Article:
A federal appeals court has ruled in favor of an Ellsworth hospital employee who was fired for writing a letter to a weekly newspaper about a labor dispute at the hospital.
In its decision issued Wednesday, the federal First Circuit appeals court upheld a ruling by the National Labor Relations Board that the Ellsworth hospital, now known as Northern Light Health Maine Coast Hospital, violated federal labor laws when it fired Karen Jo Young for writing a letter to the editor at the Ellsworth American in support of nurses and physicians at the hospital.
Young’s letter criticized hospital leadership after, in the wake of being acquired by Eastern Maine Healthcare Systems (now known as Northern Light Health), it “canceled the contracts of most physicians at the hospital” and nurses grew concerned about understaffing among their ranks, according to the court decision.
Young, an activities coordinator in the hospital’s rehabilitation department, submitted a letter to the newspaper in 2017 after she heard conversations involving nurses and physicians about their working conditions, and witnessed a protest in which nurses placed a sticky note on each of the empty lockers of every nurse who had left their job at the hospital and not been replaced.
When Young submitted her letter to the newspaper, the hospital had a policy that barred its employees from contacting or releasing information to news media without the direct involvement of the hospital’s community relations department or its chief operating officer, according to court documents.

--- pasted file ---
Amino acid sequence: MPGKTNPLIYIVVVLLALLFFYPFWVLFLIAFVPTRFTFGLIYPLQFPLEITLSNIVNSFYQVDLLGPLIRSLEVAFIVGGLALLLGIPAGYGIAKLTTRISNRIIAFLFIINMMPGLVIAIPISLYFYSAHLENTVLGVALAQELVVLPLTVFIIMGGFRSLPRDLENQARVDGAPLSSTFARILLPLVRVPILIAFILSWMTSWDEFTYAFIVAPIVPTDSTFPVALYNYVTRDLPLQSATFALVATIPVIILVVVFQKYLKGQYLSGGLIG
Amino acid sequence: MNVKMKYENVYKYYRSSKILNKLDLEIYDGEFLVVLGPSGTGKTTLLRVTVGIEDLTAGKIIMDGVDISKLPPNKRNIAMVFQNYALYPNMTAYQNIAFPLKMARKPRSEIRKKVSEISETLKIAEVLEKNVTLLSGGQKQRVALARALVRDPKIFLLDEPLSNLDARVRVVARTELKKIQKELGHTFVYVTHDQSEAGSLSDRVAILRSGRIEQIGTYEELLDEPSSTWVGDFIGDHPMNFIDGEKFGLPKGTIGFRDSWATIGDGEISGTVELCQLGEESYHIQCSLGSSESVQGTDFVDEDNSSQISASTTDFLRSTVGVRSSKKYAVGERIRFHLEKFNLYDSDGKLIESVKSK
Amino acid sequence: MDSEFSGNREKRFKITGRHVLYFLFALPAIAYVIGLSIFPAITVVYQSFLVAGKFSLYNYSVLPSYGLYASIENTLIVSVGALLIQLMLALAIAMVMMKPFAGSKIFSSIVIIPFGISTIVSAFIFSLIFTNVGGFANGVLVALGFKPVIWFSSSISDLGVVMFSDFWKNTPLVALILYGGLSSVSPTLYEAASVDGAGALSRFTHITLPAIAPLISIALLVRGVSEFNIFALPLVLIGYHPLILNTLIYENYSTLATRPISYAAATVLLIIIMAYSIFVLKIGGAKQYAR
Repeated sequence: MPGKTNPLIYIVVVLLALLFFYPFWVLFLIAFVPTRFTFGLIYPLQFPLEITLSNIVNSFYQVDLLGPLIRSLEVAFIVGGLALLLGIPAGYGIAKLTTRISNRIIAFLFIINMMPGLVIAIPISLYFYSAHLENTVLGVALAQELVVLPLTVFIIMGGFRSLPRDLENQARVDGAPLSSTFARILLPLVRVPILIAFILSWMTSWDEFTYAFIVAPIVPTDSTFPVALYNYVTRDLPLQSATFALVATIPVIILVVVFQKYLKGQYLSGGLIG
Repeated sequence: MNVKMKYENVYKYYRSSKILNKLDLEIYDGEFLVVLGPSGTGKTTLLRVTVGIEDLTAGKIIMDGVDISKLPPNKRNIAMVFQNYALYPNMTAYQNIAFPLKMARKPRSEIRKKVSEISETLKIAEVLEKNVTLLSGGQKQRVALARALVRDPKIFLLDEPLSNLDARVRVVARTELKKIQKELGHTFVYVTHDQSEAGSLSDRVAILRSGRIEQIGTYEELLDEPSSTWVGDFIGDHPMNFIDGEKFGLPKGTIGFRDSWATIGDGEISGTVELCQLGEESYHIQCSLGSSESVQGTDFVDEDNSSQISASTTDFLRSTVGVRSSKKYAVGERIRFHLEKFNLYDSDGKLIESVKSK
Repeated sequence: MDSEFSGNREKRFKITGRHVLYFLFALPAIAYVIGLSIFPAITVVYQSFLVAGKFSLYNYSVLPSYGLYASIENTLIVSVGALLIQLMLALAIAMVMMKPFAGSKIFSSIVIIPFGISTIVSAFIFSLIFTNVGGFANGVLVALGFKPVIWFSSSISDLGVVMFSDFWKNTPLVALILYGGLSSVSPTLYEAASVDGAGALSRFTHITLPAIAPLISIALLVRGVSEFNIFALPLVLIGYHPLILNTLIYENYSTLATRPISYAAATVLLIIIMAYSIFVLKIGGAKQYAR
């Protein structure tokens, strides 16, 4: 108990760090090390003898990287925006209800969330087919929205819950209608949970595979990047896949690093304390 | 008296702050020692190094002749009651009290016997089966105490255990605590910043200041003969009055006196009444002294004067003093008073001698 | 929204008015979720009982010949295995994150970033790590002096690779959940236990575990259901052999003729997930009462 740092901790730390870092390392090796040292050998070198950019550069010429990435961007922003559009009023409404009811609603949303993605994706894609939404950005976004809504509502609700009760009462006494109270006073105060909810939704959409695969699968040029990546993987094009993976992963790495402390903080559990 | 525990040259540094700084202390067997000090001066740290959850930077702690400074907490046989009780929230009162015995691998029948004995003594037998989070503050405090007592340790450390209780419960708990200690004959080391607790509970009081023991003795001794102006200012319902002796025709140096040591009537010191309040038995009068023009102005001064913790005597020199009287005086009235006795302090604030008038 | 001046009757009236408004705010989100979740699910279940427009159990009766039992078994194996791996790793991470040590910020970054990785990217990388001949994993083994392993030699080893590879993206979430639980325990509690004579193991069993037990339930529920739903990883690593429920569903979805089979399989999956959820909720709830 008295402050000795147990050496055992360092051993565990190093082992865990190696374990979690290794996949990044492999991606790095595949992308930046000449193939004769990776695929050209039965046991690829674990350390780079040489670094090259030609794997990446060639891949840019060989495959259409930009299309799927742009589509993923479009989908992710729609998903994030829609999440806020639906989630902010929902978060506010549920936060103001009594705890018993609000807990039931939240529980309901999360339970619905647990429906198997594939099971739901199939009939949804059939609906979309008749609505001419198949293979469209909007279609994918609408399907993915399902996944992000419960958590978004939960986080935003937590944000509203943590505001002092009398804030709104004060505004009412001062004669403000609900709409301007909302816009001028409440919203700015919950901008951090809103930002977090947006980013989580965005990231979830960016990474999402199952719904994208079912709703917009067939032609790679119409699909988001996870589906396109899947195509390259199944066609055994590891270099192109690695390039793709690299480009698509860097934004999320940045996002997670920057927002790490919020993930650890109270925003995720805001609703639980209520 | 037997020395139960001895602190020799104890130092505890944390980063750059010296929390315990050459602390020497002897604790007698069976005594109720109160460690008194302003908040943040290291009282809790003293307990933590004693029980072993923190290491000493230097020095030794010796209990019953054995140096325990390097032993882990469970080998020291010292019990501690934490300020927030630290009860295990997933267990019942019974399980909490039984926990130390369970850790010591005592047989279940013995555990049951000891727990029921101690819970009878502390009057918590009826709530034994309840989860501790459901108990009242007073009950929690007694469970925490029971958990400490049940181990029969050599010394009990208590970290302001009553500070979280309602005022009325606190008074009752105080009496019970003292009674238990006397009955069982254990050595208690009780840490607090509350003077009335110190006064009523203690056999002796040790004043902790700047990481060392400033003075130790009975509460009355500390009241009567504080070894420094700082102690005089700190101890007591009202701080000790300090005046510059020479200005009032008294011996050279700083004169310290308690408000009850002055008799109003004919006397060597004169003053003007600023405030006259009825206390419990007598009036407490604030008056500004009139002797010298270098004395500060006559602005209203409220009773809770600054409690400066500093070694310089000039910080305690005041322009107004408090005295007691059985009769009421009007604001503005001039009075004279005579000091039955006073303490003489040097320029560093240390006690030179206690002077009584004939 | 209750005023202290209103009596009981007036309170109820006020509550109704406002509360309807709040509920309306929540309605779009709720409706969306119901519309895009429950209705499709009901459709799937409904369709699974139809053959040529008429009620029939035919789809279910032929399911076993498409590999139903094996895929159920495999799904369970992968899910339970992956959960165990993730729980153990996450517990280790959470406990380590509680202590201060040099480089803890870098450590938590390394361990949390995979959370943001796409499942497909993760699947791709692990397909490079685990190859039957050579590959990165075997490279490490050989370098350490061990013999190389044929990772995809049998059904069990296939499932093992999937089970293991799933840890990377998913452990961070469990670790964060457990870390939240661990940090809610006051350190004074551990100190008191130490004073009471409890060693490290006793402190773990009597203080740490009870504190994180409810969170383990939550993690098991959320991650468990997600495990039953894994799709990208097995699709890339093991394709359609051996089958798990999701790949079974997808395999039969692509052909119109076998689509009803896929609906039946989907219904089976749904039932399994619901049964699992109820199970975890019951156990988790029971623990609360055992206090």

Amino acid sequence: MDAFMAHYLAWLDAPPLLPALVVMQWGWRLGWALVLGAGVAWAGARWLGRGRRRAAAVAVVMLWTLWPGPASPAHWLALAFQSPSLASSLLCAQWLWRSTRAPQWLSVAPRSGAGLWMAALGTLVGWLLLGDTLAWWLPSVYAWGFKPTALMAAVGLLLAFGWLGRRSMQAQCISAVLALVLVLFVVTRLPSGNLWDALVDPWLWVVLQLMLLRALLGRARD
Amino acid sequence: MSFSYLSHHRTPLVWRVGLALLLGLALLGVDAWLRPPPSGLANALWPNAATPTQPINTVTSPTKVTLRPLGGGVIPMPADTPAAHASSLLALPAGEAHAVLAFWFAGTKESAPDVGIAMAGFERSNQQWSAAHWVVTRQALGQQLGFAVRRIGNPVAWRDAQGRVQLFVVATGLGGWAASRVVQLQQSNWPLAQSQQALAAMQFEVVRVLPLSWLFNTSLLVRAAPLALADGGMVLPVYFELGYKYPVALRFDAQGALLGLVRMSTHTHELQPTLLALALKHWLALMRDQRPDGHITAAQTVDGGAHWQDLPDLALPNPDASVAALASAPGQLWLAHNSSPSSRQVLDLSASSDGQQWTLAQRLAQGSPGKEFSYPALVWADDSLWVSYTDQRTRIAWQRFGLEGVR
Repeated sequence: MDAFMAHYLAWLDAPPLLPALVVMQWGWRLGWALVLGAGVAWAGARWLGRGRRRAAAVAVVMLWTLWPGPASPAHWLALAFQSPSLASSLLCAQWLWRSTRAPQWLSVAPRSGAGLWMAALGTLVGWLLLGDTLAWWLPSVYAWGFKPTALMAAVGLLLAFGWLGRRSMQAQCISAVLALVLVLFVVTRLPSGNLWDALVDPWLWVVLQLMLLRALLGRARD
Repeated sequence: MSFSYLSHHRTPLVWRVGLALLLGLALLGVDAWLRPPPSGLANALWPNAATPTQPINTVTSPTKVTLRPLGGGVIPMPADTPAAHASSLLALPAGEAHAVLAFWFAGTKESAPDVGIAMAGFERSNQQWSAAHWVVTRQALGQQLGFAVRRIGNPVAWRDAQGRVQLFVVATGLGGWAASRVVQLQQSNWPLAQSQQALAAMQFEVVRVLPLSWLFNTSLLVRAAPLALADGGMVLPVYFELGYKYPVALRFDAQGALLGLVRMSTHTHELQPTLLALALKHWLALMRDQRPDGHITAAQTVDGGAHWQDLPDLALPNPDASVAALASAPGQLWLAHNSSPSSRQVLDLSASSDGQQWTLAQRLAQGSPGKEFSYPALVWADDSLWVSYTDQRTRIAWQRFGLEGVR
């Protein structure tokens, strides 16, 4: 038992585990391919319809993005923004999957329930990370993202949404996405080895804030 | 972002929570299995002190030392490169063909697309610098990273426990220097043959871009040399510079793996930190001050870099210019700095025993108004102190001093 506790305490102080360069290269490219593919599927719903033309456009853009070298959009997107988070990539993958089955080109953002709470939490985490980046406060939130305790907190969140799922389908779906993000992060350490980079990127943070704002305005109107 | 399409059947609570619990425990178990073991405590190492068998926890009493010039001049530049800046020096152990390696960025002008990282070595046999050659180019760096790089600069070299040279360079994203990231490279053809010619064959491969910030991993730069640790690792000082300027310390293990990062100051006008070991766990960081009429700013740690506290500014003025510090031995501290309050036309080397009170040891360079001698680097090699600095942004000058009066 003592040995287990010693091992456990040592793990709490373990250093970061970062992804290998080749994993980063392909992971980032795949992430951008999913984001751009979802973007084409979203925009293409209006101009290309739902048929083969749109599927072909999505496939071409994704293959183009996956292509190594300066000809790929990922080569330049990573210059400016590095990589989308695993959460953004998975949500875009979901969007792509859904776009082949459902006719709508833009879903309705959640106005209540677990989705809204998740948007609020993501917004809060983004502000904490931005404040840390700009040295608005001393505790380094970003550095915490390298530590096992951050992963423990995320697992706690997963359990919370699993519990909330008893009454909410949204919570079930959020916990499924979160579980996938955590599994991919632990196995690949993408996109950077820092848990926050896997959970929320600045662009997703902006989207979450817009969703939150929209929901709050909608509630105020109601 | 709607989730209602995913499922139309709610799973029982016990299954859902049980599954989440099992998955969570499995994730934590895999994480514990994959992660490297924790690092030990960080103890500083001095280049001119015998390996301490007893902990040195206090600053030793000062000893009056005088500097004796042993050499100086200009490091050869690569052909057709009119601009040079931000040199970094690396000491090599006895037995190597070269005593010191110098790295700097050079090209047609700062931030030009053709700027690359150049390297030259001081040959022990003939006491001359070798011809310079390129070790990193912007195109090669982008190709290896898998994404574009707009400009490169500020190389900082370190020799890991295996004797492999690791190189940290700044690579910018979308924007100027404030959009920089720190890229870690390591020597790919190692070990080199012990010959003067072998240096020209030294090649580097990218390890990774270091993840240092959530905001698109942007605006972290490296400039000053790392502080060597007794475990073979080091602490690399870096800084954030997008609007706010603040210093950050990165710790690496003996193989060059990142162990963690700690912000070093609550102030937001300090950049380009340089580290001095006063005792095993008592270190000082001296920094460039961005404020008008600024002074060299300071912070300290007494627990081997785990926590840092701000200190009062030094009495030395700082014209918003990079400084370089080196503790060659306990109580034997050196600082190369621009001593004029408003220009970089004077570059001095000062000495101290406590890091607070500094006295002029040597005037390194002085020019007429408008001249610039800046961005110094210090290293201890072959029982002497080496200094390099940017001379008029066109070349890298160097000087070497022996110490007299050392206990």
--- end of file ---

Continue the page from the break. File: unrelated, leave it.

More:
“Just hours after Young’s letter was published, [the hospital] terminated her employment, citing the media policy,” the panel of three judges wrote in the court’s decision. “Prior to Young’s discharge, no employee had ever been disciplined for violating EMHS’s media policy.”
After firing Young, the hospital later revised the policy to add a clause saying that the ban against communicating with news organizations did not apply to communications about labor disputes or other communications protected by the National Labor Relations Act, according to the appeals court decision.
The National Labor Relations Board later determined that the hospital had violated the federal law by firing Young and by having a policy — which it later changed — that barred staff from contacting the media about labor disputes or other related issues protected by the act.
The appeals court also upheld the board’s order requiring the hospital to reinstate Young to her job and to award her back pay.
Portland lawyer Chad Hansen, who is representing Young in a separate civil lawsuit filed against the hospital in federal court in Bangor, said Thursday that Young has yet to be reinstated to her former job at the hospital.
In her civil case, Young alleges her civil rights were violated and that her firing was in retaliation for having earlier filed complaints against the hospital with the Maine Human Rights Commission and the Equal Employment Opportunity Commission — each of which later determined that Young had a right to sue her employer.
Hansen said he has not been involved in the appeals court review of the NLRB decision.
“I am very happy to hear about the First Circuit’s decision which is good news for Karen Jo and for all employees since it reaffirms employees’ rights to engage in concerted, protected and union activity,” Hansen said.
Suzanne Spruce, a spokesperson for Northern Light Health, said that the hospital will abide by the court’s decision but is “disappointed” with the decision.
“In our view, if the law provides an absolute shield to a subordinate employee who, with no basis in fact, publicly accuses her organization’s senior leadership, as well as certain of its board members, of dereliction of duty, then the law has gone too far and needs to be changed,” Spruce said.